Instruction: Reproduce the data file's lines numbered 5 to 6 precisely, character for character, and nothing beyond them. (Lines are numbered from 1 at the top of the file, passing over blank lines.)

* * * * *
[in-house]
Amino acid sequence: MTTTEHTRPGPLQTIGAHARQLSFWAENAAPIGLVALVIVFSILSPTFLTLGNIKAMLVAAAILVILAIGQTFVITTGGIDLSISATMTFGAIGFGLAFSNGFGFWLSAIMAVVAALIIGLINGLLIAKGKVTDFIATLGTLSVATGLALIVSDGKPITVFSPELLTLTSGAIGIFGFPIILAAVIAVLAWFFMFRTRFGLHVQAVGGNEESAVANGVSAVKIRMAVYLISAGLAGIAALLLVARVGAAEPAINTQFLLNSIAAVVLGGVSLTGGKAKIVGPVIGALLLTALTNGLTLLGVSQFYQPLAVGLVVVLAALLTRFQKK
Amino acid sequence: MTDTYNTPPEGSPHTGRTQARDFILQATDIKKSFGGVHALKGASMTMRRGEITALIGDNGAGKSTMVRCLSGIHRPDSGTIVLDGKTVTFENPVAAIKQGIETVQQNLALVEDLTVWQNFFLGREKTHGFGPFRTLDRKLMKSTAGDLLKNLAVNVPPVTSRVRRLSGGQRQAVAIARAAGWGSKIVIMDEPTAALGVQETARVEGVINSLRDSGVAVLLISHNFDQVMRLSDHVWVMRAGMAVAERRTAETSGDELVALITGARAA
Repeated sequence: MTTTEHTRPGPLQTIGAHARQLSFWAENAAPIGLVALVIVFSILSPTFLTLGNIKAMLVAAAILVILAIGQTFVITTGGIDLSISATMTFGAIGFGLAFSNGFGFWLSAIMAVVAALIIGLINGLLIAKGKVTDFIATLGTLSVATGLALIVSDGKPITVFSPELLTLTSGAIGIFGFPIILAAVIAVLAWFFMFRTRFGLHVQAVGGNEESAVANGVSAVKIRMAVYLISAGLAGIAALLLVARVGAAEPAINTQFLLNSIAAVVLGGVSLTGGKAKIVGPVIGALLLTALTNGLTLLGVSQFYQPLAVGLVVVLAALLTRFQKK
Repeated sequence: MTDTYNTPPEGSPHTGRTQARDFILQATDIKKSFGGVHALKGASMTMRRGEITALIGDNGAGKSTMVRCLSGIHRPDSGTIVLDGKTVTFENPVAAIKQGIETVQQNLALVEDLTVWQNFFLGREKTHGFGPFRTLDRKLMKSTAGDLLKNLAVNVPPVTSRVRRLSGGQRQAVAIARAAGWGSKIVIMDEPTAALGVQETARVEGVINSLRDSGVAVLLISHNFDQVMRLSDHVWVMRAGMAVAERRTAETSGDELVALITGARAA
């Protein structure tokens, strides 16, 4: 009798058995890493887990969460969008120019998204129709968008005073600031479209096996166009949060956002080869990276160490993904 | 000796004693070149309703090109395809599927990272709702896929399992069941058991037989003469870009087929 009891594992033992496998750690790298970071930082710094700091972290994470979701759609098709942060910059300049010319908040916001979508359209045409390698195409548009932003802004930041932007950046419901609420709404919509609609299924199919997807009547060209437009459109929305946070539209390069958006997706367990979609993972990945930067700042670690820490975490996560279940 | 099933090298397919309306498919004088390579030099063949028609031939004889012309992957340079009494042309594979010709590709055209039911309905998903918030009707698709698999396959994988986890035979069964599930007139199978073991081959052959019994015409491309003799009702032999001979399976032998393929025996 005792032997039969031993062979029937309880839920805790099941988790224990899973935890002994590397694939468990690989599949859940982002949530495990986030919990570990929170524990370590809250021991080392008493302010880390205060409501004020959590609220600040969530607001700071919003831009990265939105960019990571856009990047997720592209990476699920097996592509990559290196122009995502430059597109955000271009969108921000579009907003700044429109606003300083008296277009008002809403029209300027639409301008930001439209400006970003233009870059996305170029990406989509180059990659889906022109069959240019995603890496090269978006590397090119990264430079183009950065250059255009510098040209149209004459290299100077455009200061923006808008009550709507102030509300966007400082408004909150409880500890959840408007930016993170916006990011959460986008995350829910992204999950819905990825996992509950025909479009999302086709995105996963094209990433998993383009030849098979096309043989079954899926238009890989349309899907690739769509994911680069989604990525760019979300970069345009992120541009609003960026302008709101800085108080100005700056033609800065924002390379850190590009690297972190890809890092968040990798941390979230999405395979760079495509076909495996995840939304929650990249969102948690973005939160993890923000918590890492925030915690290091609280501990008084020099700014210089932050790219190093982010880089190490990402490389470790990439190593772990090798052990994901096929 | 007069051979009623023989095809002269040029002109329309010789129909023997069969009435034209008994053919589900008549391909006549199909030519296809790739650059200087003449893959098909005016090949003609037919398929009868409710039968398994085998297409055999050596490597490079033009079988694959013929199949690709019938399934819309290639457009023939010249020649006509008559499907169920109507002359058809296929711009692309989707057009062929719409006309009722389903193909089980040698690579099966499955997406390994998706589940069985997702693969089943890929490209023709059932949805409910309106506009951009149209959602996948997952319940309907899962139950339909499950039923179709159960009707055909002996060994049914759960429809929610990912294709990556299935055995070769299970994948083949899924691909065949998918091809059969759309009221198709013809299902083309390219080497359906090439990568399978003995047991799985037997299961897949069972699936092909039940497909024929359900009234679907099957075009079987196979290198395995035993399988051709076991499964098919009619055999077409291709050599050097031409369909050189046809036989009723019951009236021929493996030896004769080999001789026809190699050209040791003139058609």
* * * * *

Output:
Repeated sequence: MTDTYNTPPEGSPHTGRTQARDFILQATDIKKSFGGVHALKGASMTMRRGEITALIGDNGAGKSTMVRCLSGIHRPDSGTIVLDGKTVTFENPVAAIKQGIETVQQNLALVEDLTVWQNFFLGREKTHGFGPFRTLDRKLMKSTAGDLLKNLAVNVPPVTSRVRRLSGGQRQAVAIARAAGWGSKIVIMDEPTAALGVQETARVEGVINSLRDSGVAVLLISHNFDQVMRLSDHVWVMRAGMAVAERRTAETSGDELVALITGARAA
């Protein structure tokens, strides 16, 4: 009798058995890493887990969460969008120019998204129709968008005073600031479209096996166009949060956002080869990276160490993904 | 000796004693070149309703090109395809599927990272709702896929399992069941058991037989003469870009087929 009891594992033992496998750690790298970071930082710094700091972290994470979701759609098709942060910059300049010319908040916001979508359209045409390698195409548009932003802004930041932007950046419901609420709404919509609609299924199919997807009547060209437009459109929305946070539209390069958006997706367990979609993972990945930067700042670690820490975490996560279940 | 099933090298397919309306498919004088390579030099063949028609031939004889012309992957340079009494042309594979010709590709055209039911309905998903918030009707698709698999396959994988986890035979069964599930007139199978073991081959052959019994015409491309003799009702032999001979399976032998393929025996 005792032997039969031993062979029937309880839920805790099941988790224990899973935890002994590397694939468990690989599949859940982002949530495990986030919990570990929170524990370590809250021991080392008493302010880390205060409501004020959590609220600040969530607001700071919003831009990265939105960019990571856009990047997720592209990476699920097996592509990559290196122009995502430059597109955000271009969108921000579009907003700044429109606003300083008296277009008002809403029209300027639409301008930001439209400006970003233009870059996305170029990406989509180059990659889906022109069959240019995603890496090269978006590397090119990264430079183009950065250059255009510098040209149209004459290299100077455009200061923006808008009550709507102030509300966007400082408004909150409880500890959840408007930016993170916006990011959460986008995350829910992204999950819905990825996992509950025909479009999302086709995105996963094209990433998993383009030849098979096309043989079954899926238009890989349309899907690739769509994911680069989604990525760019979300970069345009992120541009609003960026302008709101800085108080100005700056033609800065924002390379850190590009690297972190890809890092968040990798941390979230999405395979760079495509076909495996995840939304929650990249969102948690973005939160993890923000918590890492925030915690290091609280501990008084020099700014210089932050790219190093982010880089190490990402490389470790990439190593772990090798052990994901096929 | 007069051979009623023989095809002269040029002109329309010789129909023997069969009435034209008994053919589900008549391909006549199909030519296809790739650059200087003449893959098909005016090949003609037919398929009868409710039968398994085998297409055999050596490597490079033009079988694959013929199949690709019938399934819309290639457009023939010249020649006509008559499907169920109507002359058809296929711009692309989707057009062929719409006309009722389903193909089980040698690579099966499955997406390994998706589940069985997702693969089943890929490209023709059932949805409910309106506009951009149209959602996948997952319940309907899962139950339909499950039923179709159960009707055909002996060994049914759960429809929610990912294709990556299935055995070769299970994948083949899924691909065949998918091809059969759309009221198709013809299902083309390219080497359906090439990568399978003995047991799985037997299961897949069972699936092909039940497909024929359900009234679907099957075009079987196979290198395995035993399988051709076991499964098919009619055999077409291709050599050097031409369909050189046809036989009723019951009236021929493996030896004769080999001789026809190699050209040791003139058609």